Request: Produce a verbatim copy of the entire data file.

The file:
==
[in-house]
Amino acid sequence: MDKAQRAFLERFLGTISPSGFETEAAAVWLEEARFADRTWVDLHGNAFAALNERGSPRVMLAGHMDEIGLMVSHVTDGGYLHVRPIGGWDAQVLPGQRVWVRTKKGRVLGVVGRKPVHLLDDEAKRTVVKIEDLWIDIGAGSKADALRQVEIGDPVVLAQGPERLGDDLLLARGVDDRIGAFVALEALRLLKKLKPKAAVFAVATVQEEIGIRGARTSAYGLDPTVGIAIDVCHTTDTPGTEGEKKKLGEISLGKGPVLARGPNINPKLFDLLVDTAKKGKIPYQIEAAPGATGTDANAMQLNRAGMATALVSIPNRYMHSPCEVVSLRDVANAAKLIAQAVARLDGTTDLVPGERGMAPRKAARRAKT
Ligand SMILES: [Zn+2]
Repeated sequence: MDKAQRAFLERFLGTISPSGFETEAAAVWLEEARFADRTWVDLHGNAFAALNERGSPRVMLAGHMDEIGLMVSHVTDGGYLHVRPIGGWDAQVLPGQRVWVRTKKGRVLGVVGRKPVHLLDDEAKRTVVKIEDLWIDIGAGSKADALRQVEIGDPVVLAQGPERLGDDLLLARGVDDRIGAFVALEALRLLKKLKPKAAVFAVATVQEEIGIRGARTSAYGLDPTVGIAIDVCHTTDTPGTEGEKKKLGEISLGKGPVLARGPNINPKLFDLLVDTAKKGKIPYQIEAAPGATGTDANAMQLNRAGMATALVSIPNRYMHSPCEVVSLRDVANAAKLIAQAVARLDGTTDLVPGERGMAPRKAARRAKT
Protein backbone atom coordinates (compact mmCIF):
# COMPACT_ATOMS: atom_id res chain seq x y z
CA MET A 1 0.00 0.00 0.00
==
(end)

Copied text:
[in-house]
Amino acid sequence: MDKAQRAFLERFLGTISPSGFETEAAAVWLEEARFADRTWVDLHGNAFAALNERGSPRVMLAGHMDEIGLMVSHVTDGGYLHVRPIGGWDAQVLPGQRVWVRTKKGRVLGVVGRKPVHLLDDEAKRTVVKIEDLWIDIGAGSKADALRQVEIGDPVVLAQGPERLGDDLLLARGVDDRIGAFVALEALRLLKKLKPKAAVFAVATVQEEIGIRGARTSAYGLDPTVGIAIDVCHTTDTPGTEGEKKKLGEISLGKGPVLARGPNINPKLFDLLVDTAKKGKIPYQIEAAPGATGTDANAMQLNRAGMATALVSIPNRYMHSPCEVVSLRDVANAAKLIAQAVARLDGTTDLVPGERGMAPRKAARRAKT
Ligand SMILES: [Zn+2]
Repeated sequence: MDKAQRAFLERFLGTISPSGFETEAAAVWLEEARFADRTWVDLHGNAFAALNERGSPRVMLAGHMDEIGLMVSHVTDGGYLHVRPIGGWDAQVLPGQRVWVRTKKGRVLGVVGRKPVHLLDDEAKRTVVKIEDLWIDIGAGSKADALRQVEIGDPVVLAQGPERLGDDLLLARGVDDRIGAFVALEALRLLKKLKPKAAVFAVATVQEEIGIRGARTSAYGLDPTVGIAIDVCHTTDTPGTEGEKKKLGEISLGKGPVLARGPNINPKLFDLLVDTAKKGKIPYQIEAAPGATGTDANAMQLNRAGMATALVSIPNRYMHSPCEVVSLRDVANAAKLIAQAVARLDGTTDLVPGERGMAPRKAARRAKT
Protein backbone atom coordinates (compact mmCIF):
# COMPACT_ATOMS: atom_id res chain seq x y z
CA MET A 1 0.00 0.00 0.00